This is an introductory course in transportation planning with an emphasis on sustainable transportation systems. In response to growing concerns about climate change, air quality, health, equity, economic recession, accessibility and other sustainability issues, many government agencies and advocacy organizations are focusing on planning for alternatives to single occupancy vehicle trips. This course provides a general background on transportation planning in the U.S. with special focus on the relationship of land use and transportation, smart growth, transit, and bicycle and pedestrian planning. The social, environmental and health implications of transportation choices will be explored.
While this course looks at the national and at times, international transportation systems, there will be emphasis on the Tucson region. Guest speakers from local and state governments, consultants and advocates will supplement the readings and lectures.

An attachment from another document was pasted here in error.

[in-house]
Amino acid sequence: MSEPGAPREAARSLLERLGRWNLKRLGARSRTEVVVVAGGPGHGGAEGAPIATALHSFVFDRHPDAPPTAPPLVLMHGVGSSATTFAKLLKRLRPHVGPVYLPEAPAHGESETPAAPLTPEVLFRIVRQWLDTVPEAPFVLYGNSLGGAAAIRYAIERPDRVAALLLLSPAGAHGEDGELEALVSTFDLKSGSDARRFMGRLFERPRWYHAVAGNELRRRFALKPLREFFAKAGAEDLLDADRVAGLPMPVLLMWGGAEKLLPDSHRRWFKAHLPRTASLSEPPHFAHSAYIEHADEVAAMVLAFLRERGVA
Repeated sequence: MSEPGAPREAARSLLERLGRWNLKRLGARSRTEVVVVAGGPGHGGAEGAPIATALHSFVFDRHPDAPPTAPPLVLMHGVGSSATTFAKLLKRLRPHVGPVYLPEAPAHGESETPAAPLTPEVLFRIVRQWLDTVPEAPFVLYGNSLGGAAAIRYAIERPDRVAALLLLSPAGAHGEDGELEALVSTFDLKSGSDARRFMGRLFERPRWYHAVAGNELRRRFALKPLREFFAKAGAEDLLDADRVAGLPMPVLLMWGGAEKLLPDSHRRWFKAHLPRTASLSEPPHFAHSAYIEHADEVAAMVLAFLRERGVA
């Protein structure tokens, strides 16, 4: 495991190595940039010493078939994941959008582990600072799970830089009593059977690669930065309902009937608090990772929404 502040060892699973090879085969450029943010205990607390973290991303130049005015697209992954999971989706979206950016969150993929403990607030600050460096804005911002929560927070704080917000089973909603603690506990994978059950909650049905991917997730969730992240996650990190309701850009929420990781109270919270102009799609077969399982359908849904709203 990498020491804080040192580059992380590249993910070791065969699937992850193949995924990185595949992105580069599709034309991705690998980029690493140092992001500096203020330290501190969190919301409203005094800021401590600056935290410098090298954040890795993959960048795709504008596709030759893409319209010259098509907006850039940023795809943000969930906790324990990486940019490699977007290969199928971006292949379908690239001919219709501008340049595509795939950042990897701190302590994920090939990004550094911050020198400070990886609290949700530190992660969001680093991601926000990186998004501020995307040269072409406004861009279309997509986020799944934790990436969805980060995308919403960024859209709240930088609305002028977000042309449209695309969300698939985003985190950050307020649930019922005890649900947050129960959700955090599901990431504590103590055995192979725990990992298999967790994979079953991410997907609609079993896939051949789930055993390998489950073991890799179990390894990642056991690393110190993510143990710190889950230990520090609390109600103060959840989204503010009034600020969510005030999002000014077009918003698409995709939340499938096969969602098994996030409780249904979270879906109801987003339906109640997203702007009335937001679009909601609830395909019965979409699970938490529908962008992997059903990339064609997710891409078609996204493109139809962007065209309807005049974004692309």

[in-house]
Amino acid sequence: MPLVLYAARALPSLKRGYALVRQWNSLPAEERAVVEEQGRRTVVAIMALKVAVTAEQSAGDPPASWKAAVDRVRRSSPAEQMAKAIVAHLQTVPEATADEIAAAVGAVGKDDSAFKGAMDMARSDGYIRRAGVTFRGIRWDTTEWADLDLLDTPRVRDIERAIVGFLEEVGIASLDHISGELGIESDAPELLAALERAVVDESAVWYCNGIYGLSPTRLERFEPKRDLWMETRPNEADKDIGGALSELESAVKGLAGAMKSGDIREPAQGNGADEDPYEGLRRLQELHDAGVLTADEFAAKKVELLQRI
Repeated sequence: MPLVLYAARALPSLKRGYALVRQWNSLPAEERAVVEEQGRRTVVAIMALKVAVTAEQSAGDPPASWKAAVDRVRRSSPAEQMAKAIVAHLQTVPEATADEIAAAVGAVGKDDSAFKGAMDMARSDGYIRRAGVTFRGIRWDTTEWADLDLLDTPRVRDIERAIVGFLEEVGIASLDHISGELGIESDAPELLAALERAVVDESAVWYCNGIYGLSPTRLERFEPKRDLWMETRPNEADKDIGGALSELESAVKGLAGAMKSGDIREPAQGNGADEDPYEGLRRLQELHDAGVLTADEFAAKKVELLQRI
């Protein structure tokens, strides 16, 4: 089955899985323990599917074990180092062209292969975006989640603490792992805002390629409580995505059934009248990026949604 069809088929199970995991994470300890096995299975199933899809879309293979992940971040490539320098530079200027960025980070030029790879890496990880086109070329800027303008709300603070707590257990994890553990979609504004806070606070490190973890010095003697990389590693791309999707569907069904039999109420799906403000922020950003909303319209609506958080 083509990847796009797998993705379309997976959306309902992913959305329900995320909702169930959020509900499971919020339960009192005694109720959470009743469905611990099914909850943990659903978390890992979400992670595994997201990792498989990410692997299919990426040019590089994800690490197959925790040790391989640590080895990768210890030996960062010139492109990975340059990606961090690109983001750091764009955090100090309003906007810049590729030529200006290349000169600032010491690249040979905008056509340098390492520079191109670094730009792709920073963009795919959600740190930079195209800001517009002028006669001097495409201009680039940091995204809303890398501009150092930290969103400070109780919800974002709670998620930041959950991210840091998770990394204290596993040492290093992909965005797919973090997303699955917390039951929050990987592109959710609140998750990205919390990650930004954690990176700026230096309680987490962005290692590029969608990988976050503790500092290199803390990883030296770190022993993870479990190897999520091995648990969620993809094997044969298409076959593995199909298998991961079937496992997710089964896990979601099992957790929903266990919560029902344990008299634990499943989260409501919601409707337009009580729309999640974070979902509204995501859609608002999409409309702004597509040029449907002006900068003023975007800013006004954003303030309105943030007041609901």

Students will work in teams on a research project on an approved topic that has to do with a real transportation planning issue in the community. Graduate students will be required to complete a separate position paper in addition to the rest of the class assignments.
Learning Objectives:
  • To gain a basic understanding of transportation planning and funding mechanisms in the U.S.;
  • To become familiar with different transportation indicators and both the limitations and advantages of using certain indicators;
  • To understand how transportation systems impact sustainability including the social, environmental and economic viability of a community;
  • To understand how land use and the built environment can influence travel behavior and public health;
  • To know the prevalent contemporary sustainable transportation techniques, their applications and shortcomings; and
  • To learn basic planning elements of different modes including transit, bicycle and pedestrian.


Regular grades are awarded for this course: A B C D E